‘Friends and enemies’ - The Hindu
He said Gandhi and Jinnah were great leaders who collectively worked to Commenting on the current state of relations between the two. Gandhi and Jinnah - a study in contrasts An extract from the book that riled India's He took the plea that he would study all the Indian questions from 'his own. As leaders and thinkers, Jinnah and Gandhi deserve full Chagla states that Jinnah cultivated no relationships outside politics, and had 'no no matter how far apart he stood from them on the issues at hand, whether he was.
Jinnah did not attend the subsequent League meeting, held in the same city, which passed a similar resolution. Because of the action of the Congress in endorsing Gandhi's campaign, Jinnah resigned from it, leaving all positions except in the Muslim League. Jinnah sought alternative political ideas, and contemplated organising a new political party as a rival to the Congress. He showed much skill as a parliamentarian, organising many Indian members to work with the Swaraj Partyand continued to press demands for full responsible government.
Inas recognition for his legislative activities, he was offered a knighthood by Lord Readingwho was retiring from the Viceroyalty. The review began two years early as Baldwin feared he would lose the next election which he did, in The Cabinet was influenced by minister Winston Churchillwho strongly opposed self-government for India, and members hoped that by having the commission appointed early, the policies for India which they favoured would survive their government.
A minority of Muslims, though, withdrew from the League, choosing to welcome the Simon Commission and repudiating Jinnah. Most members of the League's executive council remained loyal to Jinnah, attending the League meeting in December and January which confirmed him as the League's permanent president.
At that session, Jinnah told the delegates that "A constitutional war has been declared on Great Britain. Negotiations for a settlement are not to come from our side By appointing an exclusively white Commission, [ Secretary of State for India ] Lord Birkenhead has declared our unfitness for self-government. Jinnah, though he believed separate electorates, based on religion, necessary to ensure Muslims had a voice in the government, was willing to compromise on this point, but talks between the two parties failed.
He put forth proposals that he hoped might satisfy a broad range of Muslims and reunite the League, calling for mandatory representation for Muslims in legislatures and cabinets. These became known as his Fourteen Points. He could not secure adoption of the Fourteen Points, as the League meeting in Delhi at which he hoped to gain a vote instead dissolved into chaotic argument. MacDonald desired a conference of Indian and British leaders in London to discuss India's future, a course of action supported by Jinnah.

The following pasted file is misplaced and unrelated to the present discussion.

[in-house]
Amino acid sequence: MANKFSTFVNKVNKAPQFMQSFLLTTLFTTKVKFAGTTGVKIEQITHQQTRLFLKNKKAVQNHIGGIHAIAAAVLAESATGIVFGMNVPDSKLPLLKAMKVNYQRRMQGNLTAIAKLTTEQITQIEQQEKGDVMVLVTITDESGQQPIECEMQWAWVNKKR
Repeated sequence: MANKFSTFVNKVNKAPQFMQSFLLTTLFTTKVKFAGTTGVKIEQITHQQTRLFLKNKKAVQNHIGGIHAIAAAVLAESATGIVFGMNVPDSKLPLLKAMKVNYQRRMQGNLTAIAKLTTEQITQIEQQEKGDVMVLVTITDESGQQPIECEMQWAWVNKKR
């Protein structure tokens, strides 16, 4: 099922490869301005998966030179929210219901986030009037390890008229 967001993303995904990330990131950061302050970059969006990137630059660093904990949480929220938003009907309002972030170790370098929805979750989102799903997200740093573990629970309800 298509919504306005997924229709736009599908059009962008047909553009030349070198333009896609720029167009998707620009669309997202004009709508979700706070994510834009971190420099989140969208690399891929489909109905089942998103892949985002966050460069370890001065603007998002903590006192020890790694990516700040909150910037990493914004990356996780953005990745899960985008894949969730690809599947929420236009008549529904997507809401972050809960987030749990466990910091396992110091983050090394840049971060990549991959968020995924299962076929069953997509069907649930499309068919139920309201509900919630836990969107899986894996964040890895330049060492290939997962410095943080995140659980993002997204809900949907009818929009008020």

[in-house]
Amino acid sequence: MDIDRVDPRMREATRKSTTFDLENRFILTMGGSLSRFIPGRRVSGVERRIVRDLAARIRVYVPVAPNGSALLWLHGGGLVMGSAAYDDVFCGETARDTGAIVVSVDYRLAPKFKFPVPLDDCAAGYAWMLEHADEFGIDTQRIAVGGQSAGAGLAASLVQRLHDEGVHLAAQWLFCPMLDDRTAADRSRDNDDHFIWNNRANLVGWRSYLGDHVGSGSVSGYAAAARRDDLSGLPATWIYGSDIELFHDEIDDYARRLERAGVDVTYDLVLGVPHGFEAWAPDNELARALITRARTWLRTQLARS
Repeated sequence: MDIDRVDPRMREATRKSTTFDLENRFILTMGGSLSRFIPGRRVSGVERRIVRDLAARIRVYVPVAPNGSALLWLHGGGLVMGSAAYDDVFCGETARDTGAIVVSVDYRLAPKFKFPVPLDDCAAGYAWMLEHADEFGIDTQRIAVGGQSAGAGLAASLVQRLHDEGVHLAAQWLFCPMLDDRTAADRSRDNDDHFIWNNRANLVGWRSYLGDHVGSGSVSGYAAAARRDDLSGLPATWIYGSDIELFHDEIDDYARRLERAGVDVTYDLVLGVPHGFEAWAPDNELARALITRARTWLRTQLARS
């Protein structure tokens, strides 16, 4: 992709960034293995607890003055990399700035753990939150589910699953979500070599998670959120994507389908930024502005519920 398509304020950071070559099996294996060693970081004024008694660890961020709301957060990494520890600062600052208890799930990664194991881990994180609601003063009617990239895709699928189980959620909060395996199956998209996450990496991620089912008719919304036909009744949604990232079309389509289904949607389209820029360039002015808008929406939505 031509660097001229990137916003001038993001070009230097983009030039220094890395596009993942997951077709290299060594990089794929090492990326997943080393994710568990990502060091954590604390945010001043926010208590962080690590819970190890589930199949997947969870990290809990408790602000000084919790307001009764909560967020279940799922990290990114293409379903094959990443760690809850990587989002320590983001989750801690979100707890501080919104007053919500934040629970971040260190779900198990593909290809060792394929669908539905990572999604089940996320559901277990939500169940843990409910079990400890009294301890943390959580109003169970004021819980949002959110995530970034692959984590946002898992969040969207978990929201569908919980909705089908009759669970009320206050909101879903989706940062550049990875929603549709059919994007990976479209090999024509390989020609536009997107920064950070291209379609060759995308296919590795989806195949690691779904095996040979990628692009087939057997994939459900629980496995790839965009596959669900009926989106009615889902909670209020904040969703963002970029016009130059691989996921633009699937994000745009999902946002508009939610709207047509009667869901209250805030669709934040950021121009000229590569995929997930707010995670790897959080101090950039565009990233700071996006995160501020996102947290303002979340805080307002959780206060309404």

Three Round Table Conferences followed over as many years, none of which resulted in a settlement. Jinnah was a delegate to the first two conferences, but was not invited to the last. His biographers disagree over why he remained so long in Britain—Wolpert asserts that had Jinnah been made a Law Lordhe would have stayed for life, and that Jinnah alternatively sought a parliamentary seat.
From then on, Muhammad Jinnah would receive personal care and support from her as he aged and began to suffer from the lung ailments which would kill him. She lived and travelled with him, and became a close advisor.
Muhammad Jinnah's daughter, Dina, was educated in England and India. Jinnah later became estranged from Dina after she decided to marry a Christian, Neville Wadia from a prominent Parsi business family. Jinnah continued to correspond cordially with his daughter, but their personal relationship was strained, and she did not come to Pakistan in his lifetime, but only for his funeral.
InIndian Muslims, especially from the United Provincesbegan to urge Jinnah to return and take up again his leadership of the Muslim League, an organisation which had fallen into inactivity.
At Jinnah's request, Liaquat discussed the return with a large number of Muslim politicians and confirmed his recommendation to Jinnah. Full power remained in the hands of the Viceroy, however, who could dissolve legislatures and rule by decree. The League reluctantly accepted the scheme, though expressing reservations about the weak parliament.
The Congress was much better prepared for the provincial elections inand the League failed to win a majority even of the Muslim seats in any of the provinces where members of that faith held a majority.
It did win a majority of the Muslim seats in Delhibut could not form a government anywhere, though it was part of the ruling coalition in Bengal. It was brought home to them, like a bolt of lightning, that even if the Congress did not win a single Muslim seat He secured the right to speak for the Muslim-led Bengali and Punjabi provincial governments in the central government in New Delhi "the centre".
He restructured the League along the lines of the Congress, putting most power in a Working Committee, which he appointed.
- 'Nehru was as much to blame as Jinnah for Partition'
- Muhammad Ali Jinnah
- ‘Friends and enemies’
Choudhary Rahmat Ali published a pamphlet in advocating a state "Pakistan" in the Indus Valleywith other names given to Muslim-majority areas elsewhere in India.
The failure of the Congress leadership to disavow Hindu communalists worried Congress-supporting Muslims. Nevertheless, the Congress enjoyed considerable Muslim support up to about The Muslim League's claims that it alone could safeguard Muslim interests thus received a major boost.
Significantly it was only after this period of Congress rule that it [the League] took up the demand for a Pakistan state Ahmed suggests that Jinnah abandoned hope of reconciliation with the Congress as he "rediscover[ed] his own Islamic roots, his own sense of identity, of culture and history, which would come increasingly to the fore in the final years of his life". Muslims should strengthen Jinnah's hands.